Let me just start off by saying that there is no real instruction manual on how to do this, and if you do try this method, on your own head be it…
Since I started my journey in photography some 5 and a half years ago, I have always felt more of a pull towards high contrast, grainy black and white images. Colour has never really connected with me. I guess the love started when digging out a few of my grandad’s old prints that were laying around the house. My grandad’s old prints felt timeless with the chunky grain in both colour and black and white which was probably from being thrown into a overheated developer pool in some pharmacy somewhere. That was the first taste of photography I ever witnessed, so I guess you could say I have a bias towards it.
The love for high contrast and heavy grain also stems from my love of Japanese photographers such as Daisuke Yokota, Daido Moriyama and Ikko Nahara, as well as other photographers such as Josef Koudelka, Ed Van Der Elsken and countless other contemporary photographers.
Due to certain film emulsions not being available, the look and style that some of these photographers had is now quite hard to come by, so anyone who wants to achieve this look will now have to resort to different tactics, pushing film, cold developing film and in my case “hot developing”.
“Hot developing” (which is a working title) is the process of developing a roll of film hotter than the normal ~20 degrees. This isn’t necessarily an exact science, some films have a higher tolerance than others. Cheaper films can sometimes look better, but when put under the strain of fast developing times they can also sometimes fall apart – I have even had film literally come apart.
Personally when doing this I use Ilford HP5+ due to its high latitude, using Kodak has proved pretty inconclusive in the past.
Believe it or not there is some sort of method to this madness. There are developers that increase grain naturally, with the most used possibly being Rodinal. This is what I use normally – mostly people stick to 1:25 or 1:50, I use a mixture of 1:10. I have also tried to develop film in paper developer with no results to write home about.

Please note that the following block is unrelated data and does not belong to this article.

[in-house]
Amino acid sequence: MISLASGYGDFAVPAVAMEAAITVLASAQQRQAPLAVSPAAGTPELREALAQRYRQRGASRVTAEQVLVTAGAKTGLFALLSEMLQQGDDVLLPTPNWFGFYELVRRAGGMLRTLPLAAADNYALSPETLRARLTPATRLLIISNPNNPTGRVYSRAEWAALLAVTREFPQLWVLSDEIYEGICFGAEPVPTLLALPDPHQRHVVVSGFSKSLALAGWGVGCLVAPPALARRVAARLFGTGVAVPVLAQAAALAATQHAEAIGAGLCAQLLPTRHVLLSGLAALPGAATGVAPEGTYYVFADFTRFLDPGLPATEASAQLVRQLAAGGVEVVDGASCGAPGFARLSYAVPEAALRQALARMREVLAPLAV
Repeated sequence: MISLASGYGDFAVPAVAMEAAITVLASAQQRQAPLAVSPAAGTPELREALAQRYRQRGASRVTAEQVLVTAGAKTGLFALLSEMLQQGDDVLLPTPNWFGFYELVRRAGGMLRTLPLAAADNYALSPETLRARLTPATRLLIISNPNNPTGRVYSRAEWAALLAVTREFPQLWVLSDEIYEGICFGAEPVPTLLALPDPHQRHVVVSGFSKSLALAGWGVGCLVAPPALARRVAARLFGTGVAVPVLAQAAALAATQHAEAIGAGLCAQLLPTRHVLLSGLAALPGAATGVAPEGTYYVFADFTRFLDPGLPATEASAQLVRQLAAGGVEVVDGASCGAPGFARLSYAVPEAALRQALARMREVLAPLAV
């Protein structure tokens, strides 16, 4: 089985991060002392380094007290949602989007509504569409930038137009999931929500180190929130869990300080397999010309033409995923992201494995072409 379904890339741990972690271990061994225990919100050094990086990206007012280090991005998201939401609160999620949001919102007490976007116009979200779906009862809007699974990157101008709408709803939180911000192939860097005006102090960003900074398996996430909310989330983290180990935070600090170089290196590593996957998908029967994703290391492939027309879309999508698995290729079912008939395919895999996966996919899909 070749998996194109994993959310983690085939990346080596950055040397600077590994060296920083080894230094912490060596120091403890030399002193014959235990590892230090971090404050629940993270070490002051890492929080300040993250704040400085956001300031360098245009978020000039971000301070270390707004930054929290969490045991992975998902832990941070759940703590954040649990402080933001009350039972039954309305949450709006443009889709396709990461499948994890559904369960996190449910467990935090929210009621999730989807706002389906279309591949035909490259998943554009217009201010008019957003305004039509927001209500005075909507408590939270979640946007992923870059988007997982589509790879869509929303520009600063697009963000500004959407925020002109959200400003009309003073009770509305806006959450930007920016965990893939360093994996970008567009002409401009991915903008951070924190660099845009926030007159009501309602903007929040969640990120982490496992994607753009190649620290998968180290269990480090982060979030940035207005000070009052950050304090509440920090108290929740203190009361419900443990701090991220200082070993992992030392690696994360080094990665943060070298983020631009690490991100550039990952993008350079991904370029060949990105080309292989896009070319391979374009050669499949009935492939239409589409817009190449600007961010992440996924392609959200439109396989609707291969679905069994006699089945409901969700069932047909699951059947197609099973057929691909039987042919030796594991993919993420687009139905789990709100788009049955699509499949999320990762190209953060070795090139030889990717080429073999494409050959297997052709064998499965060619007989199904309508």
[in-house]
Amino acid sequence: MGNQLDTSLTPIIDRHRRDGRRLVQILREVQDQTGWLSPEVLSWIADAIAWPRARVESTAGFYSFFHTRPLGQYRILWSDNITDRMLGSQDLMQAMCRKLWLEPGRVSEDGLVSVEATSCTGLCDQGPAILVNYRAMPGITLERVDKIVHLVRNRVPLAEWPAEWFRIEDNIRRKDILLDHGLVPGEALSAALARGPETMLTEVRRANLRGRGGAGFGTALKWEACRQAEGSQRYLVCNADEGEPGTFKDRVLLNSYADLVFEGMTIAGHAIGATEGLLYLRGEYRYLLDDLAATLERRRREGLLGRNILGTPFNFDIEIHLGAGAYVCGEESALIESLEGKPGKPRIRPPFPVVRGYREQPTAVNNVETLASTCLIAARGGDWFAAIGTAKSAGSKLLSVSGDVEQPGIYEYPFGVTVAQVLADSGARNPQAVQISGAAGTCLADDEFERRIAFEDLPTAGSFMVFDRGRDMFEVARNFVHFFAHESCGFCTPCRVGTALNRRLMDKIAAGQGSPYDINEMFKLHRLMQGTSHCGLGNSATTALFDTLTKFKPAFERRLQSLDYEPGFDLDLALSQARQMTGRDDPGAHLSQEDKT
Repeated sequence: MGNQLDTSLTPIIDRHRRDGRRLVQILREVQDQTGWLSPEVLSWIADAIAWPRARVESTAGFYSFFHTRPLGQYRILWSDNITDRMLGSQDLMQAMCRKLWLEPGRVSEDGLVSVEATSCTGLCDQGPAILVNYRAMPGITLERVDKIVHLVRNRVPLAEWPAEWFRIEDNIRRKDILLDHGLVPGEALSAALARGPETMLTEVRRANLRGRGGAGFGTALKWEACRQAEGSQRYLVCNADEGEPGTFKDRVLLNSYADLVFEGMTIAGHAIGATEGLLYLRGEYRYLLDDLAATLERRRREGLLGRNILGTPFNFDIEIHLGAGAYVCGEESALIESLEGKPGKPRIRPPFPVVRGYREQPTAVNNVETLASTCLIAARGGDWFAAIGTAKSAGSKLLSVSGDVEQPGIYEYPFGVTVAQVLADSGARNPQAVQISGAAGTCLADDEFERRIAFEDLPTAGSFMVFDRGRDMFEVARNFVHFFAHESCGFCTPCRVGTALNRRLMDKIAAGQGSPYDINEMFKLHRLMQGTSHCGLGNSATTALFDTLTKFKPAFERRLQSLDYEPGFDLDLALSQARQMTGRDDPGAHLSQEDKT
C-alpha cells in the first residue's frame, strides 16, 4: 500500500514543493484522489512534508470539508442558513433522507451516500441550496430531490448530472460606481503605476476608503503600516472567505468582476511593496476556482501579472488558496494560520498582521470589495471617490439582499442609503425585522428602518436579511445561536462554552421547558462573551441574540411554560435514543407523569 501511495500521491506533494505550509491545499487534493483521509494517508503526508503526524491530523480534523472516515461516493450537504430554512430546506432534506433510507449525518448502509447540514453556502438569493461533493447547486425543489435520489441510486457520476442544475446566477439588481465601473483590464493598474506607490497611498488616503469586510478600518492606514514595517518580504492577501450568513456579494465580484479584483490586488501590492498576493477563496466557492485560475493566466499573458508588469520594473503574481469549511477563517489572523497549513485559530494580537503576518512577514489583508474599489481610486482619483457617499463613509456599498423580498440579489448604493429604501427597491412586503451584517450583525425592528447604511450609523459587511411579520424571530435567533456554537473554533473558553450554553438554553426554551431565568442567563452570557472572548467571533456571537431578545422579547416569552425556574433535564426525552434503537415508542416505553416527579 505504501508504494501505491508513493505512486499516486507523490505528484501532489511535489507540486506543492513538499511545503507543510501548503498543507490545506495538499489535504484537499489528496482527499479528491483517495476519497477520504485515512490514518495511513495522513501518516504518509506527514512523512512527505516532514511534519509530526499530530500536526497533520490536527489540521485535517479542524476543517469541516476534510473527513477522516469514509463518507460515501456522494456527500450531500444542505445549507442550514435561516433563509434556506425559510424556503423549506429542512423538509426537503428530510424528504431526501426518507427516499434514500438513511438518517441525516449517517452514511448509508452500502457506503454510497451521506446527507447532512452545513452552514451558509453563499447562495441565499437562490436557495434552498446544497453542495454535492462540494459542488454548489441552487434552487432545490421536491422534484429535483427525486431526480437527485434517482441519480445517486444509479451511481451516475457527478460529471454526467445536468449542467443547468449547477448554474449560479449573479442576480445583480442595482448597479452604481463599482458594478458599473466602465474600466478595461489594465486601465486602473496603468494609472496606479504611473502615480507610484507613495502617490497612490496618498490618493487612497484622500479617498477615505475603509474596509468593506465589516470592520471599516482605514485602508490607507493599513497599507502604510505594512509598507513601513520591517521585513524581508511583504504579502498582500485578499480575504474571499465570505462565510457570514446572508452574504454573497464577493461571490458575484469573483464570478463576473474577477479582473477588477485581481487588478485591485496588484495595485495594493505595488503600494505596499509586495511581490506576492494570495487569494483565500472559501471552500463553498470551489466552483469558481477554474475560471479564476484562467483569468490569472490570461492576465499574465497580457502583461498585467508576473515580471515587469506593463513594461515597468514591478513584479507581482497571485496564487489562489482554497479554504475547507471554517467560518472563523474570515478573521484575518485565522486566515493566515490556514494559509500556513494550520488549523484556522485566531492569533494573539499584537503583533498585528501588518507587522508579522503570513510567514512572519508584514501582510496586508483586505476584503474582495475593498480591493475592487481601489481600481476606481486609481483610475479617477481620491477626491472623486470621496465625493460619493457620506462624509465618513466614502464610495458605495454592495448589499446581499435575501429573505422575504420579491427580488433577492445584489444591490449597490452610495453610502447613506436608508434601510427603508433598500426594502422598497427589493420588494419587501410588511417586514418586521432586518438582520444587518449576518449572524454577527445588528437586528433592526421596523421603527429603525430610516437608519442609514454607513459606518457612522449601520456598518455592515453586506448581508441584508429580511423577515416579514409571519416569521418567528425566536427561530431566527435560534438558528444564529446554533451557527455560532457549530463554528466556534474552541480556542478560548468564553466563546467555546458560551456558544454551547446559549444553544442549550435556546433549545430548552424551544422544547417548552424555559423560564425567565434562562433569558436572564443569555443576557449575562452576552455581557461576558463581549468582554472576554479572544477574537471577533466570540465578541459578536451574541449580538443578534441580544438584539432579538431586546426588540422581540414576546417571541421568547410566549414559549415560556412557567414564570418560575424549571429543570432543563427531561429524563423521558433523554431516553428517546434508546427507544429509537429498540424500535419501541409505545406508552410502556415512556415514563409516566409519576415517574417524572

There is also the agitation of the film itself, I agitate quite heavily whenever I develop film because I like contrast and it also speeds up development time.
Even the choice of camera is involved in the method. Quite recently I have been using a Holga toy camera, this little crude hunk of plastic has provided me with some of the best shots I have ever taken, the lens only opens up to f/8 and the shutter speed is not more than an estimated 1/100th of a second (some users say the same and some don’t).
Some of the images you see were picked out of two rolls of HP5+ that were developed at 30 degrees in Rodinal 1:25 for about 3-4 minutes which is fast seeing as I pushed the film to 800; normally it would be double that time. This is truly a testament to the endurance that HP5 can really take so good on Ilford for making a film like that!
These images chosen are all part of a little project that I’m going to make into a book one day hopefully, shot all on the Holga. It’s about turning ordinary landscapes into dreamscapes and in some cases, hellscapes.
All this is why I think it is necessary to push my film to the absolute limit, if you try it yourself, you’ll be extremely surprised by how far your film can go. It also tests you as a photographer, it’s so easy to get stuck in the mud if you don’t try to switch up the game a little bit.
For all this said, If you take on any sort information I have drivelled on about in this post, just make sure it is this: “USE CAUTION”. This is not something I would do with important rolls of film, these rolls were all personal to me and that’s why I could afford a bit of heartbreak if they messed up. This type of processing is quite temperamental, it’s unlikely that you won’t get anything at all but once you have done this, there is no going back, so just take that into consideration.
But, if you are happy with the risk, give it a go! Check your temperature, agitate heavily, wear gloves and have a good time with it. The good thing about photography is that there isn’t just one way to do any of it. Photography gives us the freedom to experiment and to grow as photographers, and that’s what it’s all about really.
If you have any questions about it my inbox is always open for conversation! You can reach me through my Instagram @tymcbridephotography.
Thanks for reading!
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